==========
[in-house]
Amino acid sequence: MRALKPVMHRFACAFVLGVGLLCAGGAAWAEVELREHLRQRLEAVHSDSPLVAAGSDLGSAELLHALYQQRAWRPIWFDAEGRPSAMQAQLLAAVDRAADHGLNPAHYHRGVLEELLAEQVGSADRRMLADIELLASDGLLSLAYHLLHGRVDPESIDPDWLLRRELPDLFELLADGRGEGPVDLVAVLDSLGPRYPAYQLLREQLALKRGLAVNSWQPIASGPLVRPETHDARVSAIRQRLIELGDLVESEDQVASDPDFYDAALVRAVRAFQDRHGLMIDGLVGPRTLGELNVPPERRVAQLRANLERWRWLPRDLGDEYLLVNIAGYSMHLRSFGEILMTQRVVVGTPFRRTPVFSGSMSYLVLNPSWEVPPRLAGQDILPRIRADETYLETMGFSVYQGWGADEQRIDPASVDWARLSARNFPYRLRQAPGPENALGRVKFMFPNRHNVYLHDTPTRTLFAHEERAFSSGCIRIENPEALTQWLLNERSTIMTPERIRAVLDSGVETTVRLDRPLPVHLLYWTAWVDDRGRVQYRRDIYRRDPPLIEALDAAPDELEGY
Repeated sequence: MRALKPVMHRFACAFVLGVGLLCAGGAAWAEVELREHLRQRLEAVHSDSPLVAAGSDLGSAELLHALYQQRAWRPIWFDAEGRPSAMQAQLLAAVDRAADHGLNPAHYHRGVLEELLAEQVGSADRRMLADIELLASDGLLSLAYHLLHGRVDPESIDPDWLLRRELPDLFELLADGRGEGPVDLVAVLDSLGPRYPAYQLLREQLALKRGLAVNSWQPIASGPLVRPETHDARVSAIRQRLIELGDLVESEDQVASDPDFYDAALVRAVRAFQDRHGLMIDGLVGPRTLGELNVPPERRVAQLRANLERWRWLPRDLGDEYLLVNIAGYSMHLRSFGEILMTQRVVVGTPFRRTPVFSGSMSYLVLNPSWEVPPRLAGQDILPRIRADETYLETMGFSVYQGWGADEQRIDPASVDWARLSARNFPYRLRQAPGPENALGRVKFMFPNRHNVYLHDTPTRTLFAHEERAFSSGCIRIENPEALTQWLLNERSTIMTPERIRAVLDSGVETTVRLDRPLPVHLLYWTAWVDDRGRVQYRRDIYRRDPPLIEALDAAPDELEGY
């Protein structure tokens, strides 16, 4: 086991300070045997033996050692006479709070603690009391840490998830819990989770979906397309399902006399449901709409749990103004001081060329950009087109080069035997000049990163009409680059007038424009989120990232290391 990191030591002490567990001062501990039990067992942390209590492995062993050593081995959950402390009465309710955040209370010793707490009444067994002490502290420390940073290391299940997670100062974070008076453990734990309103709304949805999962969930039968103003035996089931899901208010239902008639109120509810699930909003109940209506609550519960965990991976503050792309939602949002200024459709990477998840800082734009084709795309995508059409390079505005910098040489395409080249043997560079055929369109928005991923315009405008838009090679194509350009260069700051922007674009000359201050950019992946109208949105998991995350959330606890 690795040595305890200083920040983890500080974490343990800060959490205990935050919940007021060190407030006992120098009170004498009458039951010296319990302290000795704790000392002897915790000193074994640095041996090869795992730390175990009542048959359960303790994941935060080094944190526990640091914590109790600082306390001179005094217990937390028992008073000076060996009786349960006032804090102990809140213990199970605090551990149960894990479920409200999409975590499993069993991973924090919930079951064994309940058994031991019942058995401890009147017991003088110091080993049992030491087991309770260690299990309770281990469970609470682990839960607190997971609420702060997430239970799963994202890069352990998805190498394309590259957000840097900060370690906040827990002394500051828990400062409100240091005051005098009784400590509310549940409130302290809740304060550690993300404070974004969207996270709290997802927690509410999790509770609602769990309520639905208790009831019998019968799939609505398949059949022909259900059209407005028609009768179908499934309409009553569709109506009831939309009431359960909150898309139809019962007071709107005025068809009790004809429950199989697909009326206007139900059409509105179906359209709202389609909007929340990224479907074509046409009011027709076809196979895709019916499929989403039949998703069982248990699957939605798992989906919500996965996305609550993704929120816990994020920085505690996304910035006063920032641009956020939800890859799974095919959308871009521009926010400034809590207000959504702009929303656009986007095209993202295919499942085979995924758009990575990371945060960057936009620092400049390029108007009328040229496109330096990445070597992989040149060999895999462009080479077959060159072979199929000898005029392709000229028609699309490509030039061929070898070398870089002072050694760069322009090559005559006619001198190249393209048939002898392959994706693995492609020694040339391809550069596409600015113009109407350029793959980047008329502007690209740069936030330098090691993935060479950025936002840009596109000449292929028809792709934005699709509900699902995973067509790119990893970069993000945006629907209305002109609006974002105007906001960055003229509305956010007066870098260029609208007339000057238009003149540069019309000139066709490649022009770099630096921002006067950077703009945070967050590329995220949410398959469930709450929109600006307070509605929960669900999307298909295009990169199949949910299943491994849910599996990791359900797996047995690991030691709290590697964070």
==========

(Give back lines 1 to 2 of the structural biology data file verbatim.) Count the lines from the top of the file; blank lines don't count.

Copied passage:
[in-house]
Amino acid sequence: MRALKPVMHRFACAFVLGVGLLCAGGAAWAEVELREHLRQRLEAVHSDSPLVAAGSDLGSAELLHALYQQRAWRPIWFDAEGRPSAMQAQLLAAVDRAADHGLNPAHYHRGVLEELLAEQVGSADRRMLADIELLASDGLLSLAYHLLHGRVDPESIDPDWLLRRELPDLFELLADGRGEGPVDLVAVLDSLGPRYPAYQLLREQLALKRGLAVNSWQPIASGPLVRPETHDARVSAIRQRLIELGDLVESEDQVASDPDFYDAALVRAVRAFQDRHGLMIDGLVGPRTLGELNVPPERRVAQLRANLERWRWLPRDLGDEYLLVNIAGYSMHLRSFGEILMTQRVVVGTPFRRTPVFSGSMSYLVLNPSWEVPPRLAGQDILPRIRADETYLETMGFSVYQGWGADEQRIDPASVDWARLSARNFPYRLRQAPGPENALGRVKFMFPNRHNVYLHDTPTRTLFAHEERAFSSGCIRIENPEALTQWLLNERSTIMTPERIRAVLDSGVETTVRLDRPLPVHLLYWTAWVDDRGRVQYRRDIYRRDPPLIEALDAAPDELEGY